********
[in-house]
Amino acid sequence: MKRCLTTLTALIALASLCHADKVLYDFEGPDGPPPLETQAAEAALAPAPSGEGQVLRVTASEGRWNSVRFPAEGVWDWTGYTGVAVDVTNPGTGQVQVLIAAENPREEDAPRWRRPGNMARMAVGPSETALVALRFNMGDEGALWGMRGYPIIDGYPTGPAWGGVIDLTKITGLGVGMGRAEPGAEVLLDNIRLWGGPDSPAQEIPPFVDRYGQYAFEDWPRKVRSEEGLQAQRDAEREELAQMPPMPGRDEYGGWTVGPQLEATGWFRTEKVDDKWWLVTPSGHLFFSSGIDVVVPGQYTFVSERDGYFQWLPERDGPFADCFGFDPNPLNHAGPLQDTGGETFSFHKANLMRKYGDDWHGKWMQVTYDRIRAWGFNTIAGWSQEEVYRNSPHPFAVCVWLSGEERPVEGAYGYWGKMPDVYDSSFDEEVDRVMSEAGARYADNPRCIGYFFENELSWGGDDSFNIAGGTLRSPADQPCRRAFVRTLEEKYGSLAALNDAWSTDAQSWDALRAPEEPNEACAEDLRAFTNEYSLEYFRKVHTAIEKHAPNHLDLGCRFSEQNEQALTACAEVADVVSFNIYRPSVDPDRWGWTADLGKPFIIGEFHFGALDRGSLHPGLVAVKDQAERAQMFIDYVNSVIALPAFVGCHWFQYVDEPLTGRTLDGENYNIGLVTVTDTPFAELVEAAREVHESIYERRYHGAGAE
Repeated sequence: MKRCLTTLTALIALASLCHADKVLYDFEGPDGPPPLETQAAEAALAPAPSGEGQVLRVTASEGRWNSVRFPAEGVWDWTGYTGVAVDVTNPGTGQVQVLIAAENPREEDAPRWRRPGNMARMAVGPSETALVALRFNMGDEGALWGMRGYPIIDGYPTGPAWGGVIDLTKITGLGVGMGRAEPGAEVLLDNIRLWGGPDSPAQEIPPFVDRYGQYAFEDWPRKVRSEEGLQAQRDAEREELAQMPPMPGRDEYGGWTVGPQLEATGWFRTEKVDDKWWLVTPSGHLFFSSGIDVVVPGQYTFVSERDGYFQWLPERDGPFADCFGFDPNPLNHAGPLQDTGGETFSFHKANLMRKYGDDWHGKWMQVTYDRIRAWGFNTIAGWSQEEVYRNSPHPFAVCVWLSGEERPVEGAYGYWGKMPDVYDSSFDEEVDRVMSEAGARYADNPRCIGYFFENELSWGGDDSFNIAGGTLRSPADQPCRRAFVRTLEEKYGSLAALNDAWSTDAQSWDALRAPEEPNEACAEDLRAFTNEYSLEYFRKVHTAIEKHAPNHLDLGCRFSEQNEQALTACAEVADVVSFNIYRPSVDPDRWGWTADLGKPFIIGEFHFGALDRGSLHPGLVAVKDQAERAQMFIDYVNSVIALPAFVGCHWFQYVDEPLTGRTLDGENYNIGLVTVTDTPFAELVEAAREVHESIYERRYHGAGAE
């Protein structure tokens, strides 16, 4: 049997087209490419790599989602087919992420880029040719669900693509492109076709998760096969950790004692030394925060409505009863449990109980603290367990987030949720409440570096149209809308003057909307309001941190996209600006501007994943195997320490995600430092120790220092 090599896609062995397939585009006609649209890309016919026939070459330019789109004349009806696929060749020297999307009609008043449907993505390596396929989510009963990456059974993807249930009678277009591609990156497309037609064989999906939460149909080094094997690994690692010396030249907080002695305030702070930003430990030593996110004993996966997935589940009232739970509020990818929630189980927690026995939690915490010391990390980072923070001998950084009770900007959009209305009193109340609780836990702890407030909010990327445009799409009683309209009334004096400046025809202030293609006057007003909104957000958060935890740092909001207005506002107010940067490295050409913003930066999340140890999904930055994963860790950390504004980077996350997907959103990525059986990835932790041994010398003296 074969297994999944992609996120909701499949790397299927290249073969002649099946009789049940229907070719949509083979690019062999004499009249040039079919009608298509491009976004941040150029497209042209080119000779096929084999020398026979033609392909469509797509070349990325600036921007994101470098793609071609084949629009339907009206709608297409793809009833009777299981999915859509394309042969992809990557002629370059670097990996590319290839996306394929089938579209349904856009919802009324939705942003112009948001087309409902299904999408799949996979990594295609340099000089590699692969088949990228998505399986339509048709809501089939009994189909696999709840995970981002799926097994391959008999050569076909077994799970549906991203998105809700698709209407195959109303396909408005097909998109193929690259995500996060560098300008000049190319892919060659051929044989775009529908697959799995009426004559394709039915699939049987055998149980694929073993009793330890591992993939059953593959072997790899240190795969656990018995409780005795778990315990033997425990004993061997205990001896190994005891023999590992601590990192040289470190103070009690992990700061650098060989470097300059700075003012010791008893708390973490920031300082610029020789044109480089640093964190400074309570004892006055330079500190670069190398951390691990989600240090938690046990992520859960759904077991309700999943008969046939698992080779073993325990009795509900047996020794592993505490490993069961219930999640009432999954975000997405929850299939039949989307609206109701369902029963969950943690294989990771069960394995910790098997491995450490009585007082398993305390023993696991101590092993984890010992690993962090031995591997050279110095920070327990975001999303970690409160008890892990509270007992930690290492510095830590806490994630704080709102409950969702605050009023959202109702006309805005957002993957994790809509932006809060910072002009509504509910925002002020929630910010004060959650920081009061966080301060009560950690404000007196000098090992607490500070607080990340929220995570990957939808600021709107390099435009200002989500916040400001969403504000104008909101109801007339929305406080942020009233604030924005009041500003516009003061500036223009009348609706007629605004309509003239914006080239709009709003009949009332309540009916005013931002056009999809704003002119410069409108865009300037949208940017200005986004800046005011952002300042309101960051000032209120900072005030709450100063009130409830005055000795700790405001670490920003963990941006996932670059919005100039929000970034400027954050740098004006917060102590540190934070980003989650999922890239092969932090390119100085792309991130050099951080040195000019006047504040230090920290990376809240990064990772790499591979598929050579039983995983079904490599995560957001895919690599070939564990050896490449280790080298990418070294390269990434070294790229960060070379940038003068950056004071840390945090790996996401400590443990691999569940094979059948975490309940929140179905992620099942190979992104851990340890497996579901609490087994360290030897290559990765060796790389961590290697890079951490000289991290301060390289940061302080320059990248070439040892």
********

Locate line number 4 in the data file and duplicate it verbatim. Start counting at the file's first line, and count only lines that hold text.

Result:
């Protein structure tokens, strides 16, 4: 049997087209490419790599989602087919992420880029040719669900693509492109076709998760096969950790004692030394925060409505009863449990109980603290367990987030949720409440570096149209809308003057909307309001941190996209600006501007994943195997320490995600430092120790220092 090599896609062995397939585009006609649209890309016919026939070459330019789109004349009806696929060749020297999307009609008043449907993505390596396929989510009963990456059974993807249930009678277009591609990156497309037609064989999906939460149909080094094997690994690692010396030249907080002695305030702070930003430990030593996110004993996966997935589940009232739970509020990818929630189980927690026995939690915490010391990390980072923070001998950084009770900007959009209305009193109340609780836990702890407030909010990327445009799409009683309209009334004096400046025809202030293609006057007003909104957000958060935890740092909001207005506002107010940067490295050409913003930066999340140890999904930055994963860790950390504004980077996350997907959103990525059986990835932790041994010398003296 074969297994999944992609996120909701499949790397299927290249073969002649099946009789049940229907070719949509083979690019062999004499009249040039079919009608298509491009976004941040150029497209042209080119000779096929084999020398026979033609392909469509797509070349990325600036921007994101470098793609071609084949629009339907009206709608297409793809009833009777299981999915859509394309042969992809990557002629370059670097990996590319290839996306394929089938579209349904856009919802009324939705942003112009948001087309409902299904999408799949996979990594295609340099000089590699692969088949990228998505399986339509048709809501089939009994189909696999709840995970981002799926097994391959008999050569076909077994799970549906991203998105809700698709209407195959109303396909408005097909998109193929690259995500996060560098300008000049190319892919060659051929044989775009529908697959799995009426004559394709039915699939049987055998149980694929073993009793330890591992993939059953593959072997790899240190795969656990018995409780005795778990315990033997425990004993061997205990001896190994005891023999590992601590990192040289470190103070009690992990700061650098060989470097300059700075003012010791008893708390973490920031300082610029020789044109480089640093964190400074309570004892006055330079500190670069190398951390691990989600240090938690046990992520859960759904077991309700999943008969046939698992080779073993325990009795509900047996020794592993505490490993069961219930999640009432999954975000997405929850299939039949989307609206109701369902029963969950943690294989990771069960394995910790098997491995450490009585007082398993305390023993696991101590092993984890010992690993962090031995591997050279110095920070327990975001999303970690409160008890892990509270007992930690290492510095830590806490994630704080709102409950969702605050009023959202109702006309805005957002993957994790809509932006809060910072002009509504509910925002002020929630910010004060959650920081009061966080301060009560950690404000007196000098090992607490500070607080990340929220995570990957939808600021709107390099435009200002989500916040400001969403504000104008909101109801007339929305406080942020009233604030924005009041500003516009003061500036223009009348609706007629605004309509003239914006080239709009709003009949009332309540009916005013931002056009999809704003002119410069409108865009300037949208940017200005986004800046005011952002300042309101960051000032209120900072005030709450100063009130409830005055000795700790405001670490920003963990941006996932670059919005100039929000970034400027954050740098004006917060102590540190934070980003989650999922890239092969932090390119100085792309991130050099951080040195000019006047504040230090920290990376809240990064990772790499591979598929050579039983995983079904490599995560957001895919690599070939564990050896490449280790080298990418070294390269990434070294790229960060070379940038003068950056004071840390945090790996996401400590443990691999569940094979059948975490309940929140179905992620099942190979992104851990340890497996579901609490087994360290030897290559990765060796790389961590290697890079951490000289991290301060390289940061302080320059990248070439040892």